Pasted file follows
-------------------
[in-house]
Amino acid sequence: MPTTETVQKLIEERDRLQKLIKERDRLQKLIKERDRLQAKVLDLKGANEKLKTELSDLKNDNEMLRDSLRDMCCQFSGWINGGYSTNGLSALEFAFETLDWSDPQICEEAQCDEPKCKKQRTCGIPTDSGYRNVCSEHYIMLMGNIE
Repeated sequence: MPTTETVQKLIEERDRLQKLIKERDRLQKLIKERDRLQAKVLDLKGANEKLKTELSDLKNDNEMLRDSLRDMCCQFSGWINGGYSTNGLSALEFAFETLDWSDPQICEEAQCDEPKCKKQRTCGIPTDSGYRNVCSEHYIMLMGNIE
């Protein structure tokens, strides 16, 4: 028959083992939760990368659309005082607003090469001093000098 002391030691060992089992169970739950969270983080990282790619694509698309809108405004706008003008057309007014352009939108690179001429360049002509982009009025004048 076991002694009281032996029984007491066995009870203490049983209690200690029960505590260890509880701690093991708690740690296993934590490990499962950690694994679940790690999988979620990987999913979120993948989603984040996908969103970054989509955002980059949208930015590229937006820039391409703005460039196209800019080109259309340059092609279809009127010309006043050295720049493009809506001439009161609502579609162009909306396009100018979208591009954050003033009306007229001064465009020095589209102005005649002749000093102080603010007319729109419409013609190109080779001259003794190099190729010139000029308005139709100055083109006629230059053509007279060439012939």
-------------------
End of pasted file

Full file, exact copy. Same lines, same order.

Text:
[in-house]
Amino acid sequence: MPTTETVQKLIEERDRLQKLIKERDRLQKLIKERDRLQAKVLDLKGANEKLKTELSDLKNDNEMLRDSLRDMCCQFSGWINGGYSTNGLSALEFAFETLDWSDPQICEEAQCDEPKCKKQRTCGIPTDSGYRNVCSEHYIMLMGNIE
Repeated sequence: MPTTETVQKLIEERDRLQKLIKERDRLQKLIKERDRLQAKVLDLKGANEKLKTELSDLKNDNEMLRDSLRDMCCQFSGWINGGYSTNGLSALEFAFETLDWSDPQICEEAQCDEPKCKKQRTCGIPTDSGYRNVCSEHYIMLMGNIE
């Protein structure tokens, strides 16, 4: 028959083992939760990368659309005082607003090469001093000098 002391030691060992089992169970739950969270983080990282790619694509698309809108405004706008003008057309007014352009939108690179001429360049002509982009009025004048 076991002694009281032996029984007491066995009870203490049983209690200690029960505590260890509880701690093991708690740690296993934590490990499962950690694994679940790690999988979620990987999913979120993948989603984040996908969103970054989509955002980059949208930015590229937006820039391409703005460039196209800019080109259309340059092609279809009127010309006043050295720049493009809506001439009161609502579609162009909306396009100018979208591009954050003033009306007229001064465009020095589209102005005649002749000093102080603010007319729109419409013609190109080779001259003794190099190729010139000029308005139709100055083109006629230059053509007279060439012939």